Salinlahi Alliance for Children’s Concerns opposes the proposal to lower the minimum age of criminal responsibility (MACR) of children in conflict with the law (CICL) from 15 years old to 12 years old.


The involvement of children in criminal and antisocial activities is truly an issue of grave concern that should and will involve all stakeholders in society.


The Juvenile Justice and Welfare law enacted in 2006 sets the legal and operational standards in response to children in conflict with the law and children-at-risk. It is a product of more than a decade of deliberations on evidence-based information and compliance with international laws firmly grounded on the social reality where majority of children are faced with destitution and lack of opportunities for survival and development.


The proponents of the amendment to lower down MACR blames the law for emboldening children to be involved in criminal acts. According to them, it gives CICL a free pass. They argue that children, as young as 9 or 12 years old can act with discernment, comprehending fully well the consequences of their actions.

However, a number of studies proving that developmental factors really do come into play on why children get involved in criminal and antisocial activities. For one, the Psychological Association of the Philippines is firm in the following position:


“The developmental immaturity of juveniles mitigates their criminal culpability. Although they may be able to discern right from wrong action, it is their capability to act in ways consistent with that knowledge that is compromised by several factors at this stage. Such includes a) deficiencies in decision making capacities; b) heightened vulnerability to coercive circumstances and; c) the disadvantaged environment and profile of the Filipino child in conflict with the law.”

Other data shows that of the total crimes documented in the country, 98% of which are still committed by adults while barely 2% are committed by children – majority of their crimes are robbery and theft of food items, cash which are essential to survive. Lowering the age of criminal liability will create a very minimal impact in terms of curtailing crimes in the country.


Unfortunately, most of the detention facilities used to shelter children do not meet the minimum legal requirements for shelters, are seriously overcrowded, understaffed and ill-equipped to meet the needs of children. There are also reports of violence and other forms of abuses within these facilities.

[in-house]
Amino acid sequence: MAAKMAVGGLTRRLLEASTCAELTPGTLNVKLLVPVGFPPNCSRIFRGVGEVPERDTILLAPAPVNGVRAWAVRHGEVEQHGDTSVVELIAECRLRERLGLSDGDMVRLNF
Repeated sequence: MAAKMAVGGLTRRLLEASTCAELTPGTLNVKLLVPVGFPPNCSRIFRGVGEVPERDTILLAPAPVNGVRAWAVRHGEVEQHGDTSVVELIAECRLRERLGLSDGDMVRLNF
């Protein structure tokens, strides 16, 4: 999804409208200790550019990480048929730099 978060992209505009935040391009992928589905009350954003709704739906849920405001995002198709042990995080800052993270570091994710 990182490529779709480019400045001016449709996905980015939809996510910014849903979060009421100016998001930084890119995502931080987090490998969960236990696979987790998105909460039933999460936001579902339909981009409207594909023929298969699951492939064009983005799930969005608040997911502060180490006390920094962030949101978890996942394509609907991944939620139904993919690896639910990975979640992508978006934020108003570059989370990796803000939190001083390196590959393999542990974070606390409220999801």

We believe that the approval of the bill runs in sharp contrast to the proposal of various stakeholders for the full implementation of RA 9344 (Juvenile Justice and Welfare Act) that promotes restorative justice and recognizes the social context why children commit crimes– poverty, dismal social services, employment of their parents and the lack of child-rearing support from the government.

With this in mind, we are reiterating our call to stop any proposals to lower the age of criminal responsibility. Instead, efforts should be poured towards ensuring adequate and proper implementation of the law.


1.    Increase the budget of the primary agencies implementing JJWA including the Department of Social Welfare and Development (DSWD), Council for the Welfare of Children (CWC), the Juvenile Justice and Welfare Council (JJWC), among others.

2.    Establish more Bahay Pag-Asa and support initiatives that provide for the rehabilitation and reintegration of children in conflict with the law.

3.  Conduct widespread dissemination of the provisions of the JJWA and its implementing rules and regulations coupled with educational campaigns on children’s rights and child development targeting all stakeholders especially law enforcers and service providers.

4.  Undertake a regular comprehensive study of children under intervention programs to assess their condition as well as the rehabilitation programs designed for them.

5.    A nationwide survey of BCPC’s should also be conducted in order to assess the needs for their creation and/or functionalization. BCPCs should design programs that will promote the holistic development of children and youth and encourage their meaningful participation in social affairs.


But after all things are said and done, the government should go beyond strengthening the implementation of the Juvenile Justice and Welfare Act (JJWA) if it is serious in its campaign against criminality. Responsive programs and policies to address poverty, including job generation, genuine land reform and access to free basic social services such as health and education, should be top priority. For as long as children and their families are stuck in the quagmire of poverty, criminal acts, whether by adult or children, will continue to proliferate.